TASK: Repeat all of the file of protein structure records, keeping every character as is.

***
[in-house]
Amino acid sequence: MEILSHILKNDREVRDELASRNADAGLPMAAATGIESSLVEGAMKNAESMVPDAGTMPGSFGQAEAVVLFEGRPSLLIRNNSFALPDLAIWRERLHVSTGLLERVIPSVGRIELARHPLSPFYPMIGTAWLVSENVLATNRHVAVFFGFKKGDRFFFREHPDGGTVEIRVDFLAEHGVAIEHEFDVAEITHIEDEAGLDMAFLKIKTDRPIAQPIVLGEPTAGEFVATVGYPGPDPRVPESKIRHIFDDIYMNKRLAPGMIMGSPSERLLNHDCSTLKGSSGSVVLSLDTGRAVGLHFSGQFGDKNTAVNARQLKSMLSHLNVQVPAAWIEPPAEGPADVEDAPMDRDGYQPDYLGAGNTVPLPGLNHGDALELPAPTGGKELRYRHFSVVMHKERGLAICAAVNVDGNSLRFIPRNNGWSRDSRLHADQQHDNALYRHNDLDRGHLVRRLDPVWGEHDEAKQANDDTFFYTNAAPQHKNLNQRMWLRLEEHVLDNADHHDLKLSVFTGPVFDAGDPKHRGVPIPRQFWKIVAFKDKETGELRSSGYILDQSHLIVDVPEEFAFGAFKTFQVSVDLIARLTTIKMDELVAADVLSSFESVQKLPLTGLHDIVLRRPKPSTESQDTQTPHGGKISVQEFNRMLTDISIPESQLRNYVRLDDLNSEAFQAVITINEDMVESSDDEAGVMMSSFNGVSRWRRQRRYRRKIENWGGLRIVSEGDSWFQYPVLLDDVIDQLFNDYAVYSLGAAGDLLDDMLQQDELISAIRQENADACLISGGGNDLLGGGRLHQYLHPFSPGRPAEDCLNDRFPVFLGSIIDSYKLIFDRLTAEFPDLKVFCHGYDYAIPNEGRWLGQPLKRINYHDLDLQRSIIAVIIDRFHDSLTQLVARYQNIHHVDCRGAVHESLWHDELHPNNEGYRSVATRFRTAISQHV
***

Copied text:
[in-house]
Amino acid sequence: MEILSHILKNDREVRDELASRNADAGLPMAAATGIESSLVEGAMKNAESMVPDAGTMPGSFGQAEAVVLFEGRPSLLIRNNSFALPDLAIWRERLHVSTGLLERVIPSVGRIELARHPLSPFYPMIGTAWLVSENVLATNRHVAVFFGFKKGDRFFFREHPDGGTVEIRVDFLAEHGVAIEHEFDVAEITHIEDEAGLDMAFLKIKTDRPIAQPIVLGEPTAGEFVATVGYPGPDPRVPESKIRHIFDDIYMNKRLAPGMIMGSPSERLLNHDCSTLKGSSGSVVLSLDTGRAVGLHFSGQFGDKNTAVNARQLKSMLSHLNVQVPAAWIEPPAEGPADVEDAPMDRDGYQPDYLGAGNTVPLPGLNHGDALELPAPTGGKELRYRHFSVVMHKERGLAICAAVNVDGNSLRFIPRNNGWSRDSRLHADQQHDNALYRHNDLDRGHLVRRLDPVWGEHDEAKQANDDTFFYTNAAPQHKNLNQRMWLRLEEHVLDNADHHDLKLSVFTGPVFDAGDPKHRGVPIPRQFWKIVAFKDKETGELRSSGYILDQSHLIVDVPEEFAFGAFKTFQVSVDLIARLTTIKMDELVAADVLSSFESVQKLPLTGLHDIVLRRPKPSTESQDTQTPHGGKISVQEFNRMLTDISIPESQLRNYVRLDDLNSEAFQAVITINEDMVESSDDEAGVMMSSFNGVSRWRRQRRYRRKIENWGGLRIVSEGDSWFQYPVLLDDVIDQLFNDYAVYSLGAAGDLLDDMLQQDELISAIRQENADACLISGGGNDLLGGGRLHQYLHPFSPGRPAEDCLNDRFPVFLGSIIDSYKLIFDRLTAEFPDLKVFCHGYDYAIPNEGRWLGQPLKRINYHDLDLQRSIIAVIIDRFHDSLTQLVARYQNIHHVDCRGAVHESLWHDELHPNNEGYRSVATRFRTAISQHV